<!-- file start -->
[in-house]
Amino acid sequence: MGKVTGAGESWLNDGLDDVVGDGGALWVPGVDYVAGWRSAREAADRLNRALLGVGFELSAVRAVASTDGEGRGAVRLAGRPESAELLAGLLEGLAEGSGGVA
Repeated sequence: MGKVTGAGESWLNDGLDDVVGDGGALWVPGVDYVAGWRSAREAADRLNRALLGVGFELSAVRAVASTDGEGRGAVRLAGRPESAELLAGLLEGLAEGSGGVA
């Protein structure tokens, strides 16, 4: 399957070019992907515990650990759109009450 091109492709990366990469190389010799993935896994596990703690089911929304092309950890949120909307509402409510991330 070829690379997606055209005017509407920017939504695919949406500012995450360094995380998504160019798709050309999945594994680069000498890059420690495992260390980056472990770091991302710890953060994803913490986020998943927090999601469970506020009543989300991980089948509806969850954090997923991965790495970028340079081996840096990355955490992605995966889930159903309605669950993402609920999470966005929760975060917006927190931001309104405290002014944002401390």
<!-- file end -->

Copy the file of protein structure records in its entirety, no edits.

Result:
[in-house]
Amino acid sequence: MGKVTGAGESWLNDGLDDVVGDGGALWVPGVDYVAGWRSAREAADRLNRALLGVGFELSAVRAVASTDGEGRGAVRLAGRPESAELLAGLLEGLAEGSGGVA
Repeated sequence: MGKVTGAGESWLNDGLDDVVGDGGALWVPGVDYVAGWRSAREAADRLNRALLGVGFELSAVRAVASTDGEGRGAVRLAGRPESAELLAGLLEGLAEGSGGVA
């Protein structure tokens, strides 16, 4: 399957070019992907515990650990759109009450 091109492709990366990469190389010799993935896994596990703690089911929304092309950890949120909307509402409510991330 070829690379997606055209005017509407920017939504695919949406500012995450360094995380998504160019798709050309999945594994680069000498890059420690495992260390980056472990770091991302710890953060994803913490986020998943927090999601469970506020009543989300991980089948509806969850954090997923991965790495970028340079081996840096990355955490992605995966889930159903309605669950993402609920999470966005929760975060917006927190931001309104405290002014944002401390």